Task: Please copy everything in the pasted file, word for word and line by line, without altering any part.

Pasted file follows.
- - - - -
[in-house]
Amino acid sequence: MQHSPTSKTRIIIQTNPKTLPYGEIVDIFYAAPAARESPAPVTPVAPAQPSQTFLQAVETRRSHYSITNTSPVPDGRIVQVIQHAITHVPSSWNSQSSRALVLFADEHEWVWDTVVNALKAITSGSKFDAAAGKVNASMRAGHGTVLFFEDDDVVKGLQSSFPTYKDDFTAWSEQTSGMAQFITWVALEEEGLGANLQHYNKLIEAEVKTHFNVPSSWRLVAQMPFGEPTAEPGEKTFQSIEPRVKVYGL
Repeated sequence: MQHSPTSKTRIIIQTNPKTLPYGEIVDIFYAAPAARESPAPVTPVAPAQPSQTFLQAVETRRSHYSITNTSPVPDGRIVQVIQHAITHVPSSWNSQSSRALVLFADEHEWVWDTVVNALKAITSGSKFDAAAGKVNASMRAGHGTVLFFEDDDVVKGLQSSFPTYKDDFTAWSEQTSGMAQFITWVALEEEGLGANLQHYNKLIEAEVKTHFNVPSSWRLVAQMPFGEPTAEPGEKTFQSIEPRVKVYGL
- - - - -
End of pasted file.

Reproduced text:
[in-house]
Amino acid sequence: MQHSPTSKTRIIIQTNPKTLPYGEIVDIFYAAPAARESPAPVTPVAPAQPSQTFLQAVETRRSHYSITNTSPVPDGRIVQVIQHAITHVPSSWNSQSSRALVLFADEHEWVWDTVVNALKAITSGSKFDAAAGKVNASMRAGHGTVLFFEDDDVVKGLQSSFPTYKDDFTAWSEQTSGMAQFITWVALEEEGLGANLQHYNKLIEAEVKTHFNVPSSWRLVAQMPFGEPTAEPGEKTFQSIEPRVKVYGL
Repeated sequence: MQHSPTSKTRIIIQTNPKTLPYGEIVDIFYAAPAARESPAPVTPVAPAQPSQTFLQAVETRRSHYSITNTSPVPDGRIVQVIQHAITHVPSSWNSQSSRALVLFADEHEWVWDTVVNALKAITSGSKFDAAAGKVNASMRAGHGTVLFFEDDDVVKGLQSSFPTYKDDFTAWSEQTSGMAQFITWVALEEEGLGANLQHYNKLIEAEVKTHFNVPSSWRLVAQMPFGEPTAEPGEKTFQSIEPRVKVYGL